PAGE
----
Jay and Karrie Stemmler
The life plan: Food, pottery and travel. Educated as Microbiologists. Owned a Natural Food Store and flour milling operation. Worked and lived in Japan. And now, we are full-time potters.
Having been fortunate to live in Japan for a few years in the early 90’s as English teachers, we were eager for another opportunity to go back. Jay’s dream was to study with a Japanese potter. In 2007, we were able to return to Japan for a year. Karrie did the teaching so Jay could pursue the pottery dream. First he had to find a teacher! As things sometimes happen – there was Mr. Owashi, local pottery master, sitting in one of Karrie’s English classes the first week. Really, no kidding. Before we knew it, Jay was working and throwing pots full-time at Wasyu-gama, Mr. Owashi’s studio on the side of a mountain in Kojima Japan. Karrie spent her free time honing her pottery skills in the studio as well.
On our return from Japan in 2008, we set up our own studio and gallery. Much of the work we now produce in our Indianola studio reflects our love of the Japanese aesthetic. We produce wheel-thrown and hand-built functional ceramic ware for your kitchen and home.
In addition, fun is had with fire, smoke and glowing hot pots in the making of decorative Raku pottery. We offer private and small group lessons out of our studio as well.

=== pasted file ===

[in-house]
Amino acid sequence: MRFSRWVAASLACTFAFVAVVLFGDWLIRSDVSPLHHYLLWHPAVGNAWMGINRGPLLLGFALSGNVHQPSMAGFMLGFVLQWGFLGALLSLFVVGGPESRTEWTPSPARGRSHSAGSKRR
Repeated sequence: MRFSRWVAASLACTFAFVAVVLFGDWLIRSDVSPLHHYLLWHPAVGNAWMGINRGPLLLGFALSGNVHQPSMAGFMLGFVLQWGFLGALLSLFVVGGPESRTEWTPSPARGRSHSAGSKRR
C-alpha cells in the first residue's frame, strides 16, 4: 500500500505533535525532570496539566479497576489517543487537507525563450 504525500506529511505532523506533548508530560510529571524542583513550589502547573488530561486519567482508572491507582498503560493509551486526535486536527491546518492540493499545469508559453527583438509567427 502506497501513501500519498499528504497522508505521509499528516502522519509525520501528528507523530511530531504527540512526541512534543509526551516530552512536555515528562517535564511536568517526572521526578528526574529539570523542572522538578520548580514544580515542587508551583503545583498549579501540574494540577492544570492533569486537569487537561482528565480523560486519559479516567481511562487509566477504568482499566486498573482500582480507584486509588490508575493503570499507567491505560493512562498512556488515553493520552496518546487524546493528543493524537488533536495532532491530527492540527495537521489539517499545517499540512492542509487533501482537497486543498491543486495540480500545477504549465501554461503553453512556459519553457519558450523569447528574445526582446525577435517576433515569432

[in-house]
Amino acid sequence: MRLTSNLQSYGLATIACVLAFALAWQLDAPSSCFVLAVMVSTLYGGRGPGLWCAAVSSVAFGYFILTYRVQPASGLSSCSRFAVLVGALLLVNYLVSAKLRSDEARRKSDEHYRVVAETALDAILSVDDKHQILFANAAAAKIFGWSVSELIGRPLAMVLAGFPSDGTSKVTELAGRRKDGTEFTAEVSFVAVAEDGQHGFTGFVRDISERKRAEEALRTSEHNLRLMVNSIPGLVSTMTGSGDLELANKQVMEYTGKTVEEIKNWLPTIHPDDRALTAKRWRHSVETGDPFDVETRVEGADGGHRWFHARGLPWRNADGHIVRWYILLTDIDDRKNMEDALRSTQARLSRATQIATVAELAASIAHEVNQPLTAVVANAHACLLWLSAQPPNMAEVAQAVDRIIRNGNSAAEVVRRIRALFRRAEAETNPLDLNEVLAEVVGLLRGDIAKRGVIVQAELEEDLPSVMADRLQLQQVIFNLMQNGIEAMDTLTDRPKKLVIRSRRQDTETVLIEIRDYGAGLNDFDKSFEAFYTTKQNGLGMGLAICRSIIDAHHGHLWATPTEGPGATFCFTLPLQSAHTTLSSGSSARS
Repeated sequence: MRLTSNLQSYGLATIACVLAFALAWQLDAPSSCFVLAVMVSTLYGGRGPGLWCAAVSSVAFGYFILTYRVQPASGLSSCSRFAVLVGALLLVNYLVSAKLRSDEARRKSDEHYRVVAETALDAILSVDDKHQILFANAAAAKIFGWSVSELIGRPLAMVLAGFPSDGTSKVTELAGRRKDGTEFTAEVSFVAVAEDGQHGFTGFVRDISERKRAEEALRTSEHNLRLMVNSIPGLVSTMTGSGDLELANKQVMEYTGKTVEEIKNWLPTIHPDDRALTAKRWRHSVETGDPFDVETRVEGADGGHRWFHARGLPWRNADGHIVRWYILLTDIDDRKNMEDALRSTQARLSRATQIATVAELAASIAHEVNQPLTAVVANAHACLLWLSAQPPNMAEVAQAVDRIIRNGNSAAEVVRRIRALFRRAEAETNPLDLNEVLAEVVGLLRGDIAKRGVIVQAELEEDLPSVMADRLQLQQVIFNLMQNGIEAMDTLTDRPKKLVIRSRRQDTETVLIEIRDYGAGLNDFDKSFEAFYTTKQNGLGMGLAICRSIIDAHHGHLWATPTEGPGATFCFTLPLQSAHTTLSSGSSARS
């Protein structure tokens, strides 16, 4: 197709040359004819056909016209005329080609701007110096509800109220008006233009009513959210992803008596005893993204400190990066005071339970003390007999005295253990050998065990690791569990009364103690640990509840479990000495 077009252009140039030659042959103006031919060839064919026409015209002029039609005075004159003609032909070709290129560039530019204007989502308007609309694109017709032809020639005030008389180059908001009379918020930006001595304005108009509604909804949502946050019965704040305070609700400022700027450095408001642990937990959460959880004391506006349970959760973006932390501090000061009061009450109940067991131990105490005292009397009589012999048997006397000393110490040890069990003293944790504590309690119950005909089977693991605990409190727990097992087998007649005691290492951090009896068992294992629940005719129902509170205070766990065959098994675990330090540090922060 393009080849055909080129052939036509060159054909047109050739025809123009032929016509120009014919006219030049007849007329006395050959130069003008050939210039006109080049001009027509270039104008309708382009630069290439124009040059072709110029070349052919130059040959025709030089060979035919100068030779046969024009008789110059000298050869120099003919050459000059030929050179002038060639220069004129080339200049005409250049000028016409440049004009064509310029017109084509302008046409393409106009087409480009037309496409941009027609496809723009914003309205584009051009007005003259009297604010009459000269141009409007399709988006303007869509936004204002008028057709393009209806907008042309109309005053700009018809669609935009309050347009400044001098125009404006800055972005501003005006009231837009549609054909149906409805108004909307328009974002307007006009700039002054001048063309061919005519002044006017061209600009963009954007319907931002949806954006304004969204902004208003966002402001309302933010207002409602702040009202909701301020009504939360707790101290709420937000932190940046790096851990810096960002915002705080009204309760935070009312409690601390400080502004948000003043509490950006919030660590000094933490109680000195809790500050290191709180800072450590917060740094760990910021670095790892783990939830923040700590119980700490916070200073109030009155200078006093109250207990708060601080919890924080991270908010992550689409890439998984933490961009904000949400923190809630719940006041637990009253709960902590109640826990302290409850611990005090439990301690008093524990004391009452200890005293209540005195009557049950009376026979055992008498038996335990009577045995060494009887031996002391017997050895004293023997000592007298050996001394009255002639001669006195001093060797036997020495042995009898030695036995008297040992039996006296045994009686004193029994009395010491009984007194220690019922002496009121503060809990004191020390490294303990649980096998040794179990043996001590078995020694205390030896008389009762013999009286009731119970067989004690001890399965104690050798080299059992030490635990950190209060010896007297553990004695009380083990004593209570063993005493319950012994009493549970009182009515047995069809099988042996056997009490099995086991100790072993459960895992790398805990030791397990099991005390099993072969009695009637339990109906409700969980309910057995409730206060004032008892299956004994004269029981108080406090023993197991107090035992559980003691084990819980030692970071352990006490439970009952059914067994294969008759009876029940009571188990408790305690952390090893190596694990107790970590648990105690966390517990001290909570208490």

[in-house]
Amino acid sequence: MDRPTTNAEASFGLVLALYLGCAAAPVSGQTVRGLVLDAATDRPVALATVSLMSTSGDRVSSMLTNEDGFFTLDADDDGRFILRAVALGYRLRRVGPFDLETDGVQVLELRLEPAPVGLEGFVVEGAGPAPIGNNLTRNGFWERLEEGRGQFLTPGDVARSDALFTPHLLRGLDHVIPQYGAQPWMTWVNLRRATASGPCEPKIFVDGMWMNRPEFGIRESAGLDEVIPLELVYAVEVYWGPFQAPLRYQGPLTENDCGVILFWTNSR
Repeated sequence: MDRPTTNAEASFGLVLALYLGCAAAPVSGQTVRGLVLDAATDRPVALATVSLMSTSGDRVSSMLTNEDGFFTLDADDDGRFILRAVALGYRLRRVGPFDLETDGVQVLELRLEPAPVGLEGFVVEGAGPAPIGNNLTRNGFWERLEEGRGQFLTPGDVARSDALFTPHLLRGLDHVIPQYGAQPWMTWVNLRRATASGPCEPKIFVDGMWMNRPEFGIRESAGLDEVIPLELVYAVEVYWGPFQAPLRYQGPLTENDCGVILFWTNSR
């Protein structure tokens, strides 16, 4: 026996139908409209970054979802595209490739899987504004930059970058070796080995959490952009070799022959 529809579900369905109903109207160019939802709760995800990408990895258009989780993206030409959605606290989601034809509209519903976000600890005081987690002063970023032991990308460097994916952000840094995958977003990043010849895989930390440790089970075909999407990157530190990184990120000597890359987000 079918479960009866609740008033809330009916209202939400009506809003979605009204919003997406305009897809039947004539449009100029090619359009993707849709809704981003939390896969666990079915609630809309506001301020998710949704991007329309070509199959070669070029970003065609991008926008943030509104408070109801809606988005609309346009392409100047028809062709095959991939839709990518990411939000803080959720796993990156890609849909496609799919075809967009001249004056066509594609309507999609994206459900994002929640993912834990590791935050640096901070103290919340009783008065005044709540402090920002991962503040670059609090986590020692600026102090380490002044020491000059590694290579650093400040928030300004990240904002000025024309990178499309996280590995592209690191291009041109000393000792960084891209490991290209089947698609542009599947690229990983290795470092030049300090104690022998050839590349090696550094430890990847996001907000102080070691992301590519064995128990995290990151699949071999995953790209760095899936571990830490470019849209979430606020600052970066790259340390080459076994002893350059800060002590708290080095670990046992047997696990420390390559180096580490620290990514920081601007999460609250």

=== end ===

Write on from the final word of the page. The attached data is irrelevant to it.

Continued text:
In October of 2019 we had the opportunity to travel to New Zealand to work with wood-fire ceramicist Elena Renker. Following her residency in Shigaraki Japan, Elena developed her own unique take on the Japanese aesthetic of Kurinuki, which literally means ‘carving out’. She is known internationally for the tea bowls she creates.
Elena graciously invited us to stay with her on her farm just north of Auckland, and patiently guided us in learning some of the Kurinuki forms. In exchange, we assisted her in getting ready for her annual open house. This involved prepping for and working with her to fire her wood-fired kiln twice within a few weeks. While Jay worked to chop, sort and stack wood for the firings and get the kiln ready, I worked in Elena’s spring garden weeding, pruning and planting. Elena was busy finishing up the pots she wanted to get fired. LOTS of them! After the firings, we thoroughly cleaned out her studio and set up and arranged displays of her pots for sale, both inside and on the grounds outside her studio.
The open house was held on a beautiful, spring November day. All the hard work paid off as we watched Elena’s patrons smiling and shopping and wandering in the gardens, fully enjoying their day at the pottery studio supporting their local artist.